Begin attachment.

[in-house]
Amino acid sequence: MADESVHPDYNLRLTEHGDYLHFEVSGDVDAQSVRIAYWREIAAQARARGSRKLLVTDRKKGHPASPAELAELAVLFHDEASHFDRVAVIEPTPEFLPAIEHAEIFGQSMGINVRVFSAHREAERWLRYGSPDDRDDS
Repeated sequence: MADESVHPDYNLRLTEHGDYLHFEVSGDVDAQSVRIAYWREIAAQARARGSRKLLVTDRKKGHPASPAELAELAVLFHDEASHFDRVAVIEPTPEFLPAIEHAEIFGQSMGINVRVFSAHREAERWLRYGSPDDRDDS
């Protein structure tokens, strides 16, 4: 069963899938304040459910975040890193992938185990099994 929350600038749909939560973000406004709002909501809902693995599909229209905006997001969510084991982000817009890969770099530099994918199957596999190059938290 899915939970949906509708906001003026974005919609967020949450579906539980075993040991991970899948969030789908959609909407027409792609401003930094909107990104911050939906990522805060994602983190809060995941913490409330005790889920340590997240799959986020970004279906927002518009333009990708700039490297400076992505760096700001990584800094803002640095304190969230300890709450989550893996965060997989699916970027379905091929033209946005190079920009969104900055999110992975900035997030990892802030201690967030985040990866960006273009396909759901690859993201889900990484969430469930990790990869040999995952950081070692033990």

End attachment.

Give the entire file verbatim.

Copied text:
[in-house]
Amino acid sequence: MADESVHPDYNLRLTEHGDYLHFEVSGDVDAQSVRIAYWREIAAQARARGSRKLLVTDRKKGHPASPAELAELAVLFHDEASHFDRVAVIEPTPEFLPAIEHAEIFGQSMGINVRVFSAHREAERWLRYGSPDDRDDS
Repeated sequence: MADESVHPDYNLRLTEHGDYLHFEVSGDVDAQSVRIAYWREIAAQARARGSRKLLVTDRKKGHPASPAELAELAVLFHDEASHFDRVAVIEPTPEFLPAIEHAEIFGQSMGINVRVFSAHREAERWLRYGSPDDRDDS
């Protein structure tokens, strides 16, 4: 069963899938304040459910975040890193992938185990099994 929350600038749909939560973000406004709002909501809902693995599909229209905006997001969510084991982000817009890969770099530099994918199957596999190059938290 899915939970949906509708906001003026974005919609967020949450579906539980075993040991991970899948969030789908959609909407027409792609401003930094909107990104911050939906990522805060994602983190809060995941913490409330005790889920340590997240799959986020970004279906927002518009333009990708700039490297400076992505760096700001990584800094803002640095304190969230300890709450989550893996965060997989699916970027379905091929033209946005190079920009969104900055999110992975900035997030990892802030201690967030985040990866960006273009396909759901690859993201889900990484969430469930990790990869040999995952950081070692033990």